Saturday, June 12, 2010

Chicken Little

And now a welcome break from my opinions, as guest blogger, Zoe, airs and shares her views on Richard Curtis-penned Doctor Who episode:

Vincent And The Doctor has a very poignant, very touching message which has very little to do with the invisible bloodthirsty space chicken terrorising both the "mad" artist and Provencal ladies.

For those of us with loved ones in the creative industries, the sad truth is that recognition and popular success often has little to do with either talent or skill, and this is ultimately the story of Vincent Van Gogh, the tragic artist who, during his lifetime sold only one painting, to be "discovered" less than 20 years after his death (by self-inflicted gunshot wound at 37).

Whilst the causes of Vincent's real "madness" are far more complex than portrayed in the episode (his depressive moods were likely the downswings of bipolar disorder which he attempted to correct with nearly lethal doses of absinthe - a side effect of which is the tendency to see more yellowing tones or yellow spots - alternately, this may have been caused by one of his doctors treating his epilepsy with digitalis; visualising halos around objects as seen in The Starry Night would be consistent with lead poisoning from using lead based paints), we see through Amy's eyes how the story should have unfolded: once Vincent was shown that he was indeed a great and beloved painter - in the future - he was meant to cast aside self-doubt and and frustration at the small-mindedness of mid 19C society and happily paint into old age. And although the story did not show Vincent's all too quick spiral from elation at his eventual appreciation to punctual suicide, one cannot imagine it as separate from the crash-landing to the status quo, where drinks must be paid for, and anyone who considers buying a Van Gogh must surely be laughed out of town.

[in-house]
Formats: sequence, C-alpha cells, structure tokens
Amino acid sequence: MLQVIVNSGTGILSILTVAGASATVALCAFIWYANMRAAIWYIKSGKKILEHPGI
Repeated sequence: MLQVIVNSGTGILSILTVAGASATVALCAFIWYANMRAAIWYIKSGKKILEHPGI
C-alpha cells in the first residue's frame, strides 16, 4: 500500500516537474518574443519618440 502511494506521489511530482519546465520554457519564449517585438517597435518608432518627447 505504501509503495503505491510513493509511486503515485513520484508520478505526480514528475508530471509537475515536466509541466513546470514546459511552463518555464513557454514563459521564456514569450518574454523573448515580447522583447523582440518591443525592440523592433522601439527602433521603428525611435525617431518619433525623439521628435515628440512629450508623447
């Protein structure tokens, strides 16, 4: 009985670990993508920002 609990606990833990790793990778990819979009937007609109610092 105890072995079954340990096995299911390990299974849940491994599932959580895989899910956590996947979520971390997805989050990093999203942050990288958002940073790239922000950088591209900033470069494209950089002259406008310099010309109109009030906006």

This sobering message aside, I urge anyone slaying their own invisible creative bloodthirsty chickens, or creative demons, take Amy's lesson. Somewhere, someday, someone will appreciate your work. Someone who makes the effort worthwhile. It may be someone you know, but someone who, because they are not a publisher or agent, doesn't have a ... valued opinion. Or it may be most of the world, but in the future. Or it might be most of the world, just in ten years' time.